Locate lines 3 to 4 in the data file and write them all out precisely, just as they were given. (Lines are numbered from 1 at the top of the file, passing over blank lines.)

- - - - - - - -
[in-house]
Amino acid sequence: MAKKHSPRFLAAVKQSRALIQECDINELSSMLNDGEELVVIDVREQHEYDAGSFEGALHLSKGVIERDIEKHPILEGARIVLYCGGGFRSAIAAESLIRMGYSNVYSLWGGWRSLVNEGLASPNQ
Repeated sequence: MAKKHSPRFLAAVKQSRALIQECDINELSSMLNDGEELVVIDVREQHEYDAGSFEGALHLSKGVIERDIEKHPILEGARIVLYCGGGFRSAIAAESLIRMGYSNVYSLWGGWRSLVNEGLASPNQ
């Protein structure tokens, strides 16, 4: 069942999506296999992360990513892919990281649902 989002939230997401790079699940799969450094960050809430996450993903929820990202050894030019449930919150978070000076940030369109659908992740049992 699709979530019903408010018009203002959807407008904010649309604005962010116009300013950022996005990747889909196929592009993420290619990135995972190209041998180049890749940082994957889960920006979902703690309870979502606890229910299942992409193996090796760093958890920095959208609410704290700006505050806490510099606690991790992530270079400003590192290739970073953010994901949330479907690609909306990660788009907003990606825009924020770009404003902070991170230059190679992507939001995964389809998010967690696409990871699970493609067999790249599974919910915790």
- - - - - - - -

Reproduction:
Repeated sequence: MAKKHSPRFLAAVKQSRALIQECDINELSSMLNDGEELVVIDVREQHEYDAGSFEGALHLSKGVIERDIEKHPILEGARIVLYCGGGFRSAIAAESLIRMGYSNVYSLWGGWRSLVNEGLASPNQ
């Protein structure tokens, strides 16, 4: 069942999506296999992360990513892919990281649902 989002939230997401790079699940799969450094960050809430996450993903929820990202050894030019449930919150978070000076940030369109659908992740049992 699709979530019903408010018009203002959807407008904010649309604005962010116009300013950022996005990747889909196929592009993420290619990135995972190209041998180049890749940082994957889960920006979902703690309870979502606890229910299942992409193996090796760093958890920095959208609410704290700006505050806490510099606690991790992530270079400003590192290739970073953010994901949330479907690609909306990660788009907003990606825009924020770009404003902070991170230059190679992507939001995964389809998010967690696409990871699970493609067999790249599974919910915790």